Ziebell celebrates 100th birthday
Waupaca centenarian remains active, writes poetry
By Jim Paul
Lillian Ziebell will celebrate a milestone birthday when she turns 100 years old.
Ziebell is still active, living in her home of the last 33 years.
Born on December 3, 1922 two miles west of Ogdensburg, Ziebell is the daughter of Nels and Olga Johnson, sibling to Harry and Rose.
Ziebell was 5 years old when she started to learn English, until then the family spoke Danish.
In the spring of 1928, the family moved to Crystal Lake in the town of Dayton to live on a 160-acre farm. Some of Ziebell’s earliest memories are helping her mother milk the cows and tend the family’s work horses.
Ziebell remembers walking on a dirt road to the Crystal Lake School, a one-room schoolhouse with boys and girls outhouses.
“I remember walking to school a mile and a half and there were quite a few houses and there is hardly a house there now,” Ziebell said.
Ziebell attended the Crystal Lake School until the eighth grade and she never attended high school.
After completing the eighth grade, Ziebell went to work as a live-in housekeeper for which she was paid room and board and $3 a week. She would eventually earn $5 a week.
She worked six days a week and would have Sundays off when she would go home for a day. One of her employers was her former teacher.
On a night out in Waupaca with her friends when Ziebell was 17, she was asked out by the man who would become her husband.
They actually already knew each other as he lived just down the road from her and also went to the Crystal Lake School.
On Jan. 12, 1943, she married Edward Ziebell and the lived on the Ziebell family farm where Edward worked for his father as a hired hand.
Edward and Lillian had dairy farms along with cash crops; Edward was also a gifted carpenter.
In all, Ziebell would move five times in over 90 years, all within two miles.
The couple would have two children Linda and Wayne, her first born died shortly after birth. The children would also attend Crystal Lake School until it was closed in 1958.
When Ziebell was nearly 40 years old and her children were in high school, she started roller skating. They went to the Lo-Nor Roller Rink in Plainfield or the Armory in Waupaca. She continued to roller skating into her 60s.
Ziebell and her husband traveled throughout Wisconsin, California, Hawaii, Texas, Canada, Mexico, Denmark and Norway.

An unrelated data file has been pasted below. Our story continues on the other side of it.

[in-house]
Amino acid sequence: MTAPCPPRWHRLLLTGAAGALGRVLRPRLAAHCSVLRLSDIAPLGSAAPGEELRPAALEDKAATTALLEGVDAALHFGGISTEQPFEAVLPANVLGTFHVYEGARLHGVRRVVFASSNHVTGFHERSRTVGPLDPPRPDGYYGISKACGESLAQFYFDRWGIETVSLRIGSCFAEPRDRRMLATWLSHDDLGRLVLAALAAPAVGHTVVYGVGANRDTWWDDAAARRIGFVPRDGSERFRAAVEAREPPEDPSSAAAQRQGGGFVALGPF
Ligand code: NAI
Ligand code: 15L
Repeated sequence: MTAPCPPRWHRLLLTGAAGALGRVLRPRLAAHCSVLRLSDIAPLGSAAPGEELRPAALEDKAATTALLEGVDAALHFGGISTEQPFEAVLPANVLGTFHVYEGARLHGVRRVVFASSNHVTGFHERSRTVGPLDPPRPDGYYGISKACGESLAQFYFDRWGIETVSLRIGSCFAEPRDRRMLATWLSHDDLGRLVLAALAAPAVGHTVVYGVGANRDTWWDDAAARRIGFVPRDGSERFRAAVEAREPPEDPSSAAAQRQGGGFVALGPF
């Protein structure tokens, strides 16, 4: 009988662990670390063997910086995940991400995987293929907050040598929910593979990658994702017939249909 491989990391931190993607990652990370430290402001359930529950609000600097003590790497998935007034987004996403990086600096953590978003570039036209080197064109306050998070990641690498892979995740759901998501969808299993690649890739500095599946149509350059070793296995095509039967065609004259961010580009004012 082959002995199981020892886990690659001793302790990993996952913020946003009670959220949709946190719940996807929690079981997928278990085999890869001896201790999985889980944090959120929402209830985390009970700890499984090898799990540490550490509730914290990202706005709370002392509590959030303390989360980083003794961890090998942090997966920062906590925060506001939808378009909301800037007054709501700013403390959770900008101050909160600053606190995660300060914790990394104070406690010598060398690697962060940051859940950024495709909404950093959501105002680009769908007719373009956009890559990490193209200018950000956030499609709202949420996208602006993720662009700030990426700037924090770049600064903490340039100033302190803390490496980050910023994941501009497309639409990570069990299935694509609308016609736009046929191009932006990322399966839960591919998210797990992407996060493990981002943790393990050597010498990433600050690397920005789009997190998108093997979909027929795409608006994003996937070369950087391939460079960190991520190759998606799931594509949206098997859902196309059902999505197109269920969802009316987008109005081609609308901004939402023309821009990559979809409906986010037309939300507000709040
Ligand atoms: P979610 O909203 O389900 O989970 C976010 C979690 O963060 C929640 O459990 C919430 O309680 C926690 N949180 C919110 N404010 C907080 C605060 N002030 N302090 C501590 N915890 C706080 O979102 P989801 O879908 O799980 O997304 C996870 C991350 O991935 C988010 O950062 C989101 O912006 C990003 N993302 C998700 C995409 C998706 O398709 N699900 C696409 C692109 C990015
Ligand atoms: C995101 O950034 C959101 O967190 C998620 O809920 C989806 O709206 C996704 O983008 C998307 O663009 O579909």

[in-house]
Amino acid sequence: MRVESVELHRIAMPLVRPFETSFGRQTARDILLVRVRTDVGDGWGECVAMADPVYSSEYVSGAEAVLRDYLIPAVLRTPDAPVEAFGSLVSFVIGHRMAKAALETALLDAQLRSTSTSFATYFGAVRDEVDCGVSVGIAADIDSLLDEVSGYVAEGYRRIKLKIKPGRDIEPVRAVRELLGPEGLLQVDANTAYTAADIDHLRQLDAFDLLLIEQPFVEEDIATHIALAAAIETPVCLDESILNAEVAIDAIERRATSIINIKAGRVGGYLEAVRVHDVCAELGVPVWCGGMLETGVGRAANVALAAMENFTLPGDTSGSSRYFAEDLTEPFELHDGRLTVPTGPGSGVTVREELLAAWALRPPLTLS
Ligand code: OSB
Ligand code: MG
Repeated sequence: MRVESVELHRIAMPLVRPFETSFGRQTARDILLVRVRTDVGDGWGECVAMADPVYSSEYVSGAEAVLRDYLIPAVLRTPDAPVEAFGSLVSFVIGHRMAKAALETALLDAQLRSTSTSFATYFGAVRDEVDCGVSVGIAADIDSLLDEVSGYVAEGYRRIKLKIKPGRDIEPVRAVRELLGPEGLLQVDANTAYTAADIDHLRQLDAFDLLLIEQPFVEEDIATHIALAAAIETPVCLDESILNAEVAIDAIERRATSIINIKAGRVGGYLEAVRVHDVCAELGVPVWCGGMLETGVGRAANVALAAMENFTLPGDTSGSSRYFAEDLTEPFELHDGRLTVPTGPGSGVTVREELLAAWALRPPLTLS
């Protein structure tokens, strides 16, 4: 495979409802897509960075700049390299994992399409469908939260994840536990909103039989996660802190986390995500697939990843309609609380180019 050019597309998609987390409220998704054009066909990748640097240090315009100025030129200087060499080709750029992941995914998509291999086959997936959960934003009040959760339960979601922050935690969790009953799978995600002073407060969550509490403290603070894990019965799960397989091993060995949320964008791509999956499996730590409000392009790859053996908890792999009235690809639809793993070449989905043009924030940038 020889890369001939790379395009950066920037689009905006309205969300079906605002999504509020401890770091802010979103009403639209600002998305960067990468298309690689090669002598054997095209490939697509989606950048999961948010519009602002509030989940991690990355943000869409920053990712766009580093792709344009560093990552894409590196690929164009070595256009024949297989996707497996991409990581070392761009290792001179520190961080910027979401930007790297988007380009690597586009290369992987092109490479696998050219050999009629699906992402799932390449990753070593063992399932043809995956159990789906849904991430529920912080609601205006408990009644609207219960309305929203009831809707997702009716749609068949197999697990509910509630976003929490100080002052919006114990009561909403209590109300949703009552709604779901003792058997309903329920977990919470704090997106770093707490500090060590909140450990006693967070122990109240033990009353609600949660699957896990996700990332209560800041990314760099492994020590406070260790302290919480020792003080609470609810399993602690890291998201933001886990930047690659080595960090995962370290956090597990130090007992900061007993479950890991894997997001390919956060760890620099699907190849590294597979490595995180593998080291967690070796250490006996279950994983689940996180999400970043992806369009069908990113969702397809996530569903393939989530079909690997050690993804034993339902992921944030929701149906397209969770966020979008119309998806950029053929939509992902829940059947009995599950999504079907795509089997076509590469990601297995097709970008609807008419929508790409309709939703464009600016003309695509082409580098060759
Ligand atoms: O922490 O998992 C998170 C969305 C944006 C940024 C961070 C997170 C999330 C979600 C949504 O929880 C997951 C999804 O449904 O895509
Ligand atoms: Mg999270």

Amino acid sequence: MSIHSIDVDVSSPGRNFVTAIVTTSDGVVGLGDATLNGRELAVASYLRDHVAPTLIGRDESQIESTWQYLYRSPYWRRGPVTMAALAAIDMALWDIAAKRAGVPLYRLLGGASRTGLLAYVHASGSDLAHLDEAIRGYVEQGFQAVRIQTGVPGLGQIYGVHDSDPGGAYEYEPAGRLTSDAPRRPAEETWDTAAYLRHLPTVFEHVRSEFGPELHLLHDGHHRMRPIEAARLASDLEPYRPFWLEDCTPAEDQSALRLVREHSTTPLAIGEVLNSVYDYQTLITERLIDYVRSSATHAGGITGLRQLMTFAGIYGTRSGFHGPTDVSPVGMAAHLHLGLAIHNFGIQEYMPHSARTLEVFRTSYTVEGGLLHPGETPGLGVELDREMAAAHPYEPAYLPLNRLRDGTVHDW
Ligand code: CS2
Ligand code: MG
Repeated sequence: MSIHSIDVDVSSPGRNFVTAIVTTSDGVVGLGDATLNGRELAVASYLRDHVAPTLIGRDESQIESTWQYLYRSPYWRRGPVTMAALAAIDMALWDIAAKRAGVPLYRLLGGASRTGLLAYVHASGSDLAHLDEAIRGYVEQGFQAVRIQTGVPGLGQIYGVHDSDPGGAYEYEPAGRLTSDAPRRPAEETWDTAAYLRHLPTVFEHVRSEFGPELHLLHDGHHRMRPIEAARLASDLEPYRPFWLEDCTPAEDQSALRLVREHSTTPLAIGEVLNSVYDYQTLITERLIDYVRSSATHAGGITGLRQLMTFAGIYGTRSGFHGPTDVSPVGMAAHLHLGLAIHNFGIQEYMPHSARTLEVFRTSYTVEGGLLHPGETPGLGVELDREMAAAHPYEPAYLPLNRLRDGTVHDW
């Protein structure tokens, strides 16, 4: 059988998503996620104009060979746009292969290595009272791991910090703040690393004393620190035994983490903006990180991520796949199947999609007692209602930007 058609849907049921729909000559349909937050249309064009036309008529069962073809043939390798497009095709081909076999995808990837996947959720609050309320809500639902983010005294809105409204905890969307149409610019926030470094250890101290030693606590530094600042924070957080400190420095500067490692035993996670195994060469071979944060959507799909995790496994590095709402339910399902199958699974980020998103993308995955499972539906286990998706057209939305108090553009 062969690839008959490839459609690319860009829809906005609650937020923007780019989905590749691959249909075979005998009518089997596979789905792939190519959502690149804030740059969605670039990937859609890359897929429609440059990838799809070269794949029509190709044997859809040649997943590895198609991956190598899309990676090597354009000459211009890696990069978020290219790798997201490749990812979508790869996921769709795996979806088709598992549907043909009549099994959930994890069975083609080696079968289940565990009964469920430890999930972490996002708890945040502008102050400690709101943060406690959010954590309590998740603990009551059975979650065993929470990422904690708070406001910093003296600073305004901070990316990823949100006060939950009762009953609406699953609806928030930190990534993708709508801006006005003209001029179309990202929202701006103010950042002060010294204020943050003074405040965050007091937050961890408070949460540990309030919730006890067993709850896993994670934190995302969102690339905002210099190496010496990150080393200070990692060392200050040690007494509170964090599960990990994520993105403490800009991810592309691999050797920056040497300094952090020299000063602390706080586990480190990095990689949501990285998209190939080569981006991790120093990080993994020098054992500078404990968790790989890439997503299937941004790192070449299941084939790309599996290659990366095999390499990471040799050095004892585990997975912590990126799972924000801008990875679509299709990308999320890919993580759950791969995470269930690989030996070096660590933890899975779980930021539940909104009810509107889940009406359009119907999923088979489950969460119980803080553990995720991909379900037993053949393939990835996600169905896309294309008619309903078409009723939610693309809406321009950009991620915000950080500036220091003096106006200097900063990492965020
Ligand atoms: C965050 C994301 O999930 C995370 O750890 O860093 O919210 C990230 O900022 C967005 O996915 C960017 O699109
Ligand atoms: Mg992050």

Ziebell has two grandchildren, Alan and Ann and six great-grandchildren, Preston, Forrest, Sawyer, Magdalen, Katelyn and Jacqueline. Edward died on Aug. 11, 1997.
Ziebell has lived through major advances in technology. Her family got electricity in the late 1940s and in the 1950s the family saw television at a neighbor’s house and decided to get one of their own. Daughter Linda was out of high school by the time they had a telephone.
Ziebell refuses to use a microwave and other kitchen gadgets.
Still active, she goes down to the basement several times a day in the winter to put firewood in the woodstove and shovels snow.
She stopped cutting her own grass last year because her lawnmower died on her otherwise she would still be doing it.
Ziebell has a green thumb and kept beautiful gardens. She has given away thousands of starter plants that have gone all over the country.
Ziebell’s teacher once told her she was a good writer and that skill has stayed with her, she is an avid letter writer.
About 20 years ago a friend told Ziebell she should write a poem and she took it to heart. She writes nature poems and hand writes many copies to send to friends. She has had poems published in Manawa’s The River Writers Team.
Here is her poem, “Spring.”
Spring is like an inpatient child
Let it outdoors to play
After those long dreary winter days
It wastes no time
It turns our grass green
To wake up the flowers-with warm April showers
Soon to be seen
We patiently wait to hear
Our first Robin sing
“This is spring!”
For Ziebell’s birthday a low-key celebration is planned as Ziebell is still social distancing for covid.